Epidural Steroid Injection for Low Back Pain and Lumbosacral Radiculopathy; Experience from a Neurosurgery Center in a Developing Country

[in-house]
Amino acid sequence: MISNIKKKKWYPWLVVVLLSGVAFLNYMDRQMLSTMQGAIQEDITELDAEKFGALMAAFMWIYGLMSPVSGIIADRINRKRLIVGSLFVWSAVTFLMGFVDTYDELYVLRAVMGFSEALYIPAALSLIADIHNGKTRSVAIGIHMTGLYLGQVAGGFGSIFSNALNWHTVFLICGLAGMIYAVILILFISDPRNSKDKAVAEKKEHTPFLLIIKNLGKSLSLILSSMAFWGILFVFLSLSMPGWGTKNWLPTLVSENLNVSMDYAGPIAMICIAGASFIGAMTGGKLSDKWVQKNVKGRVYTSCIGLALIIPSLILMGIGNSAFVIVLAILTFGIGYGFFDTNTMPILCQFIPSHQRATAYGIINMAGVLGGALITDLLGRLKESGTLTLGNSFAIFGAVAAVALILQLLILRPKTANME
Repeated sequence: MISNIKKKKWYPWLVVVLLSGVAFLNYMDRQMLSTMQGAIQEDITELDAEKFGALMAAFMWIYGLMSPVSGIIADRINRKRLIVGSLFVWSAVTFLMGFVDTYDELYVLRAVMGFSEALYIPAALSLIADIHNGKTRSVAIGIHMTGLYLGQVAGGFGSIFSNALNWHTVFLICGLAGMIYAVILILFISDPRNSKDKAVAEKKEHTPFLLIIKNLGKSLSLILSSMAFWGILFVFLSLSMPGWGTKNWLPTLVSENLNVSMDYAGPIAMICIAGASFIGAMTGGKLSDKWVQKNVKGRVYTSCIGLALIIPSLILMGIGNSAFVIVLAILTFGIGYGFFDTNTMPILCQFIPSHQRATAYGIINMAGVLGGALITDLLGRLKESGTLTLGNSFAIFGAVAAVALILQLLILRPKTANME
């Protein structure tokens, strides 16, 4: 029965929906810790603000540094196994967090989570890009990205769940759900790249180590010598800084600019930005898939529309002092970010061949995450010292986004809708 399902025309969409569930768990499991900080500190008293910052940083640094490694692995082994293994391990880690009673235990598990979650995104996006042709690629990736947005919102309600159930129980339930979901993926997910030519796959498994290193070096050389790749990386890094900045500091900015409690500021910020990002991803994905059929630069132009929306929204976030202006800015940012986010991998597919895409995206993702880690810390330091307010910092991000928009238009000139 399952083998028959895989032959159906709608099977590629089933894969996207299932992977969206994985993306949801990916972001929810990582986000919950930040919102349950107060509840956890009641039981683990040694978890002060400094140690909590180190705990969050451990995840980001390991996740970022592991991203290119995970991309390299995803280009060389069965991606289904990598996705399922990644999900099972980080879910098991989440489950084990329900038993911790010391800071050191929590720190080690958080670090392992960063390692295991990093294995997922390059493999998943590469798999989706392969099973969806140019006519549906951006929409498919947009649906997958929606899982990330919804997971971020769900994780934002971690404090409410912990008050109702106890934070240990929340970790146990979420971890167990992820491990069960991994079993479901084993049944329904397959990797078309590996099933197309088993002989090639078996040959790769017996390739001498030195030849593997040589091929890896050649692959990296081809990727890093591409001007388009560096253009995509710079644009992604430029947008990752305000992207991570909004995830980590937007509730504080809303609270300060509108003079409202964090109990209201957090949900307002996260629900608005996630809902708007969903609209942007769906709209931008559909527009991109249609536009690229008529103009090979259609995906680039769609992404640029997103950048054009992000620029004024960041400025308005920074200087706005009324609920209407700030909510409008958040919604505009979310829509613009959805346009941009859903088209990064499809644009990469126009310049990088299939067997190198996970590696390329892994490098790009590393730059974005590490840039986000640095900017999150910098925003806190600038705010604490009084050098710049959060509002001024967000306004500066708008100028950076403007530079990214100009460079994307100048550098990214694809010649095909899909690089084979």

Low back pain (LBP), with or without radiculopathy, is a leading cause of disability worldwide, and one of the commonest reasons for visit to neurosurgery clinic. LBP has a lifetime prevalence ranging between 40% and 70%. Degenerative changes in the spine involving disc herniation, and facet joint arthropathy, spondylolisthesis or spinal canal stenosis by bone or surrounding soft tissue have been attributed to be the foremost cause of these symptoms. Diagnosing the cause and treating LBP and lumbar radiculopathy can be a difficult task particularly in young patients. Various treatment modalities including conservative approaches with analgesics and physiotherapy, interventions such as epidural steroid injections (ESI) and surgical treatment options have been used for this condition. ESI are the only treatment option for patients who do not respond to conservative measures or develop side effects of prolonged oral antiinflammatory drugs, and are not fit for surgery, or those with mild to moderate stenosis. Sixty three patients were included in the study. Median age was 55 years and number of female patients was slightly higher than males (n=37; 58.7%). Around one-third of the patients were morbidly obese (n=23; 36.5%). All patients had complain of low back pain, while 49 patients (77.8%) complained of radicular symptoms as well. Radicular pain was most common in L5 dermatome (n=42; 85.7%), so L4-L5 inter-laminar epidural space was most commonly negotiated for injection.